I have not actually done this.
     
  16. A-Shooter

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    The anti-caking agent in the table salt may give some fixing action depending on what agent is used. Some table salts contains small amounts of potassium or sodium thiocyanate. This is an express fixer agent. The amount in 150g salt used alone may fix he film in 10-15 minutes, but the salt really hampers the action.
    So, no, salt doesn't work as a fixer. Get some ammonium thiosulfate and mix your own fixer. It can be bought on the net and shipped by mail. If you can't get it by mail, there is a great possibility that you cannot get film either. Problem solved. :smile:
     
  17. Gerald C Koch

    Gerald C Koch Member

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    Has anyone thought to test the film for residual silver? If not then the results are meaningless. An improperly fixed negative will eventually fade.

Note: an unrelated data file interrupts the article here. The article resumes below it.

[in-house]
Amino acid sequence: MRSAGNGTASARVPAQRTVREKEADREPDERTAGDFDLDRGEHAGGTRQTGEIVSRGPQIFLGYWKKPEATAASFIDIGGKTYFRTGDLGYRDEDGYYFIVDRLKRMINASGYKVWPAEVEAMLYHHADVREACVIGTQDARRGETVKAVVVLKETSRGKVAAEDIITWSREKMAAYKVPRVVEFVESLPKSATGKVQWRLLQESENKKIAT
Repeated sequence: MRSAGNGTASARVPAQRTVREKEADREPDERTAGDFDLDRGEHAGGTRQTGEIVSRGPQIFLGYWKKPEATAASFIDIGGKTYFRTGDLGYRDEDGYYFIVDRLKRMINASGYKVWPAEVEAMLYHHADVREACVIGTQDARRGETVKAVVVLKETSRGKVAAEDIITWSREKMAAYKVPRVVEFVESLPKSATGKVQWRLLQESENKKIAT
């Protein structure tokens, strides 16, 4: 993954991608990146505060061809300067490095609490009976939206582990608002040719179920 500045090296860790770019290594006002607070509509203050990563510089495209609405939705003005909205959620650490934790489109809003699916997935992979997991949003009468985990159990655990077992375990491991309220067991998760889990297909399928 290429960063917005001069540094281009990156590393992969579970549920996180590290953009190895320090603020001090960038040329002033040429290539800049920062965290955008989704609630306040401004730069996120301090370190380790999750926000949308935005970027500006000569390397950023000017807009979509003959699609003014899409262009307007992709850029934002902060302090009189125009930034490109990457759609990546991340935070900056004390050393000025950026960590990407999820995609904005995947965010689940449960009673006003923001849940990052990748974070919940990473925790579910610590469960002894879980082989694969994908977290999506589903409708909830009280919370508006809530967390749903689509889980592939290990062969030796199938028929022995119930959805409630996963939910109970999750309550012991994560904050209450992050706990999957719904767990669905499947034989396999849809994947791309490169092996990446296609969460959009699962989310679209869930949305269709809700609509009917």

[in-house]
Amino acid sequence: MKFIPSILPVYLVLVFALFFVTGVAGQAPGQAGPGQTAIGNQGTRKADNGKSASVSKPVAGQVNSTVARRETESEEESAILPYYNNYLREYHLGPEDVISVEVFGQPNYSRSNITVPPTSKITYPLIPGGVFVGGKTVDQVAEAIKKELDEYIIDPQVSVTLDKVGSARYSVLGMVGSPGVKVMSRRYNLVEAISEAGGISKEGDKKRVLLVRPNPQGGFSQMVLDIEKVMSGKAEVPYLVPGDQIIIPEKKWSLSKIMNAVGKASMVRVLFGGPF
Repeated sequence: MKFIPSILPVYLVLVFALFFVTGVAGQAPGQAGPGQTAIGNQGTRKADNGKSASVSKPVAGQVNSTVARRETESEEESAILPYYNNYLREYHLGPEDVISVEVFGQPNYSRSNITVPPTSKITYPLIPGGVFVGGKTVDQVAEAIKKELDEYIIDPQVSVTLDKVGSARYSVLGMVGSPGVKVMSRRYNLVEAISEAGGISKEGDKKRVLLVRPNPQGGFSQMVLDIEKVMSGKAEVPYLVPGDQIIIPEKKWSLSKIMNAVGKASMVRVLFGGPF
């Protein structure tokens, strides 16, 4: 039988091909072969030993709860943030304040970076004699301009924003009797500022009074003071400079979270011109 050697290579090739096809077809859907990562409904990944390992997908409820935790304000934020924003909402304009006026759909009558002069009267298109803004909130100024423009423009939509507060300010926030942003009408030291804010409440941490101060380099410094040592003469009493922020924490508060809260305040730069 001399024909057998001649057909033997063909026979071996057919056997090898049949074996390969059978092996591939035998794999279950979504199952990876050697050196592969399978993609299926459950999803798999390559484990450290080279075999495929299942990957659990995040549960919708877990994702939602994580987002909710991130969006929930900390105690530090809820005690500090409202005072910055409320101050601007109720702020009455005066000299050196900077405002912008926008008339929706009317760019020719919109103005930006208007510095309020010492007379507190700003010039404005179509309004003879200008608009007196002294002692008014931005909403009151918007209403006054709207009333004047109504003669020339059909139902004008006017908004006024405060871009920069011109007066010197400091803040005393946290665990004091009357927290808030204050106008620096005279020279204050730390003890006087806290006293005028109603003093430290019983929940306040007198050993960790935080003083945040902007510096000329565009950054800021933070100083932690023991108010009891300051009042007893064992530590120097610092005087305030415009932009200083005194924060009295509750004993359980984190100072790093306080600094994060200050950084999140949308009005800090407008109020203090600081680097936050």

18. Alan Johnson

    Alan Johnson Subscriber

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    My table salt has sodium hexacyanoferrate II as anti-caking agent. Still it's rather surprising if all those including Fox Talbot who used salt had cyano-derivatives in it.
    I did check,for example, ebay India, film can be purchased shipped from the US but not fixer, it may be related to shipping cost.
    I don't think Caffenol-table salt-mobile phone as a route into film photography would appeal to many on APUG but it is very low cost if you have the phone so just mention this route exists, a search reveals some recently tried caffenol-table salt.
     
  19. pentaxuser

    pentaxuser Subscriber

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    You've hit on a key question here, Gerald, as to salt's efficacy as a fixer. I look forward to somebody's test results.